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Global citizenship can only truly become a reality, of course, when we have a functioning system of global governance. How could that happen?
How do we achieve world citizenship, open borders, global representative governance, free movement around the world, and the wholesale reduction in war, poverty and oppression that such freedoms offer?
Actually, we have several useful blueprints. The oldest supranational organization, the Inter Parliamentary Union (IPU), still exists—it was formed in 1889—and now represents the parliaments of 163 countries. Subsequently, the League of Nations (1920) and the United Nations (1945) gave us early indicators of the potential stumbling blocks to world unification, in some ways also serving as learning tools, allowing us to study the pros and cons of their structural successes and failures.
Today the United Nations, with its primarily advisory role and its severely limited powers as an international body, does not structurally function as a true union of nations, or have any sort of democratically-elected, representative legislative body. But since the formation of the U.N., we have successfully established several supranational alliances in various parts of the world, including the European Union (EU), the Association of South East Asian Nations (ASEAN), and the African Union (AU).
However, only one truly democratic, elected global governing body exists today—the Universal House of Justice, the institution that governs and directs the world’s Baha’is.
The Baha’i teachings call for a similar, democratically-elected world parliament for all of humanity:
…there must needs be established the parliament of man or court of last appeals for international questions. The members of this arbitral court of justice will be representatives of all the nations. In each nation the members must be ratified by the government and the king or ruler, and this international parliament will be under the protection of the world of humanity. In it all international difficulties will be settled. – Abdu’l-Baha, Star of the West, Volume 3, p. 6.
The process for establishing a global parliament, the Baha’i writings say, should be gradual, peaceful and deliberative. It must represent all peoples; have the power to stop war, regulate international trade, migration and commerce; and govern and protect the planet’s environment. Here, Abdu’l-Baha expresses the unfolding of the process using the metaphor of lighting a series of candles:
In cycles gone by, though harmony was established, yet, owing to the absence of means, the unity of all mankind could not have been achieved. Continents remained widely divided, nay even among the peoples of one and the same continent association and interchange of thought were well-nigh impossible. Consequently intercourse, understanding and unity amongst all the peoples and kindreds of the earth were unattainable. In this day, however, means of communication have multiplied, and the five continents of the earth have virtually merged into one. And for everyone it is now easy to travel to any land, to associate and exchange views with its peoples, and to become familiar, through publications, with the conditions, the religious beliefs and the thoughts of all men. In like manner all the members of the human family, whether peoples or governments, cities or villages, have become increasingly interdependent. For none is self-sufficiency any longer possible, inasmuch as political ties unite all peoples and nations, and the bonds of trade and industry, of agriculture and education, are being strengthened every day. Hence the unity of all mankind can in this day be achieved. Verily this is none other but one of the wonders of this wondrous age…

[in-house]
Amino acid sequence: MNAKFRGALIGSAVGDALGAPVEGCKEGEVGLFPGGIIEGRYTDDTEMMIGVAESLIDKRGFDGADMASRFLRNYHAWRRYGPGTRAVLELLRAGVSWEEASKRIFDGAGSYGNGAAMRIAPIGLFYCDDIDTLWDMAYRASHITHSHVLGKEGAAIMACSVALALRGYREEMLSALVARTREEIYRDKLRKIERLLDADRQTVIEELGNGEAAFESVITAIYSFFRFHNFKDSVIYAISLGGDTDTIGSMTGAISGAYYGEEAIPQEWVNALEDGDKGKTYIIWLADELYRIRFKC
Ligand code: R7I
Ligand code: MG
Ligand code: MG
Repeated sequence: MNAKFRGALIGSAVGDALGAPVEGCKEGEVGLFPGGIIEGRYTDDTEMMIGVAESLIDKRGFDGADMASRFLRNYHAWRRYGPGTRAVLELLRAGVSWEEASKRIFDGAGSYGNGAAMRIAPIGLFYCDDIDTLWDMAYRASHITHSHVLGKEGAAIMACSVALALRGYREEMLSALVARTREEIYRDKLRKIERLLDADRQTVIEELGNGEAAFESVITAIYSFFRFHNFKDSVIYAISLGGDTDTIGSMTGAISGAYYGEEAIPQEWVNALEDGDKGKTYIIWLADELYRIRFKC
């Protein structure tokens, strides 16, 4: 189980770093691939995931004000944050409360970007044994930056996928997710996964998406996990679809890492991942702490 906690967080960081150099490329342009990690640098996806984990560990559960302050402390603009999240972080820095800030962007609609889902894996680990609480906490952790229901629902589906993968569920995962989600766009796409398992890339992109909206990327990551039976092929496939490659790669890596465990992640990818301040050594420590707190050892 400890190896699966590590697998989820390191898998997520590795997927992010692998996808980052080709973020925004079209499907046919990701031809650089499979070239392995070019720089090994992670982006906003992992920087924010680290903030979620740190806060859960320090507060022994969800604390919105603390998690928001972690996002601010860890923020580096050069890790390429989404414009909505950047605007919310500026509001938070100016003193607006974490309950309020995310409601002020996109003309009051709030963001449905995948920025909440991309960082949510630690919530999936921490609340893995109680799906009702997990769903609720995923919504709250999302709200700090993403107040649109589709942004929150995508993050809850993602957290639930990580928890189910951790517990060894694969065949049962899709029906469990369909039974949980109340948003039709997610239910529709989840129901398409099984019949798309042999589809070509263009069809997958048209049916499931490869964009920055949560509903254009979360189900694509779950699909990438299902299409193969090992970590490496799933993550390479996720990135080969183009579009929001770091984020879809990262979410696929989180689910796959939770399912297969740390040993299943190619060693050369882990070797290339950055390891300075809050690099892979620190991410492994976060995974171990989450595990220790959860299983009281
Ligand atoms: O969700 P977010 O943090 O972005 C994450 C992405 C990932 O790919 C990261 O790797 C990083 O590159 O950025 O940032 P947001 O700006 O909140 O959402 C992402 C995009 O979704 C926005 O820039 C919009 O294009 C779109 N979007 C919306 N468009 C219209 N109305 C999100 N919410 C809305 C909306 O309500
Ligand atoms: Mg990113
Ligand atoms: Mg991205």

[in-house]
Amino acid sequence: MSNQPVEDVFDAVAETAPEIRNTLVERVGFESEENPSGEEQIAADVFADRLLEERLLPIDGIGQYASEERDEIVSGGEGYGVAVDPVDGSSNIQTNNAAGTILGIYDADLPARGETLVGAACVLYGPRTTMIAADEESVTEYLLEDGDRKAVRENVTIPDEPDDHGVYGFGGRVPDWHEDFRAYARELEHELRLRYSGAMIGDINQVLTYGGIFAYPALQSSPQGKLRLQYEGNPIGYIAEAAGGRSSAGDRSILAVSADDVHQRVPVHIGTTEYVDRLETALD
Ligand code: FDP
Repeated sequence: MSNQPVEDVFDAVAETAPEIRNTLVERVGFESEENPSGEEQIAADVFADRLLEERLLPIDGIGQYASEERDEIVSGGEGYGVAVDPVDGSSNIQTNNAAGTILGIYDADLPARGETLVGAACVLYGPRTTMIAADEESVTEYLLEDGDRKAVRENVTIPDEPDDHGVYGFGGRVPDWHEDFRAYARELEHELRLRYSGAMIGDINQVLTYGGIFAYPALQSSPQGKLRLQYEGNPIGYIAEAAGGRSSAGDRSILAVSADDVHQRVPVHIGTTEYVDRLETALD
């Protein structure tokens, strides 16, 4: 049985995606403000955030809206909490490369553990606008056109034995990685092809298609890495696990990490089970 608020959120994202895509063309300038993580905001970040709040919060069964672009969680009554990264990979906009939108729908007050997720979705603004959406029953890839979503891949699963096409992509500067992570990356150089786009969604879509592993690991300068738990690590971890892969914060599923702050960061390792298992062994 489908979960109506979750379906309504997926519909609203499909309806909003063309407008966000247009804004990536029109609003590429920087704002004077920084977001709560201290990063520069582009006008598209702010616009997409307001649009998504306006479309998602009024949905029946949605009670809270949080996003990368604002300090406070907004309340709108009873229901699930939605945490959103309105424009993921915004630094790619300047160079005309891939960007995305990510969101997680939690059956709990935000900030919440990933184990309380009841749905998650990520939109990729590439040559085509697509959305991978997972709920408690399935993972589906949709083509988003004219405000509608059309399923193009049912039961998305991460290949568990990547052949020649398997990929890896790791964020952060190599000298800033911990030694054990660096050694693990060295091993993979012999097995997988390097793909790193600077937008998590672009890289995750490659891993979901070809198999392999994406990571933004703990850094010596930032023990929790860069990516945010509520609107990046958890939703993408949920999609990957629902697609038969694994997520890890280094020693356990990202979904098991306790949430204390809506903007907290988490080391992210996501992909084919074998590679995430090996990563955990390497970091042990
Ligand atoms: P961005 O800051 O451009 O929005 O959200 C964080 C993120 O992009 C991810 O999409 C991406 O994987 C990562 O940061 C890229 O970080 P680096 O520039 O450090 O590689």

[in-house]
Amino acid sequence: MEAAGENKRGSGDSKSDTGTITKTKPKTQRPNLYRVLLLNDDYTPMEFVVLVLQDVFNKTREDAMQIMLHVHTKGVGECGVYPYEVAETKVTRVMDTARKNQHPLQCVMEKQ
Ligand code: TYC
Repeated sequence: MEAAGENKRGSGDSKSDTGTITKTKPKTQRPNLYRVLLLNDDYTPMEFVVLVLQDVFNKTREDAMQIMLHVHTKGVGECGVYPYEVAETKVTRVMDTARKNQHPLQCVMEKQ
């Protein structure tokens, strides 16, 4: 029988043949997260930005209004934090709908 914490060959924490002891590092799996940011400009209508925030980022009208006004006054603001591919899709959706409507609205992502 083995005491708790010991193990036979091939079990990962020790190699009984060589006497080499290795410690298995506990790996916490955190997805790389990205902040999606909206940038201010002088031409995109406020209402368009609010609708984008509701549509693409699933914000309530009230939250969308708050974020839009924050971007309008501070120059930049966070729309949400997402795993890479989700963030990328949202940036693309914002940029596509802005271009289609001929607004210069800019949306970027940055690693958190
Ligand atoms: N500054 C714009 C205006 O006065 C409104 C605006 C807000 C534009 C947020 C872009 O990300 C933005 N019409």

Behold how its light is now dawning upon the world’s darkened horizon. The first candle is unity in the political realm, the early glimmerings of which can now be discerned. The second candle is unity of thought in world undertakings, the consummation of which will erelong be witnessed. The third candle is unity in freedom which will surely come to pass. The fourth candle is unity in religion which is the corner-stone of the foundation itself, and which, by the power of God, will be revealed in all its splendour. The fifth candle is the unity of nations — a unity which in this century will be securely established, causing all the peoples of the world to regard themselves as citizens of one common fatherland. The sixth candle is unity of races, making of all that dwell on earth peoples and kindreds of one race. The seventh candle is unity of language, i.e., the choice of a universal tongue in which all peoples will be instructed and converse. Each and every one of these will inevitably come to pass, inasmuch as the power of the Kingdom of God will aid and assist in their realization. – Abdu’l-Baha, Selections from the Writings of Abdu’l-Baha, pp. 31-32.
We don’t know, from reading this, whether Abdu’l-Baha suggests that all of these “candles” would eventually be lit in the sequence he lists them. Certainly some of these now seem like very tall orders—especially the unity of race and religion. So he may not have meant this as a systematic list, but rather as a cumulative one, standing for the lights of unity that gradually and ultimately create one great illumination across the entire world.
Regardless of the order of their achievement, though, these seven candles of unity represent the great hopes of the citizens of the world. Baha’is all over the planet hope you’ll join us in trying to light those candles.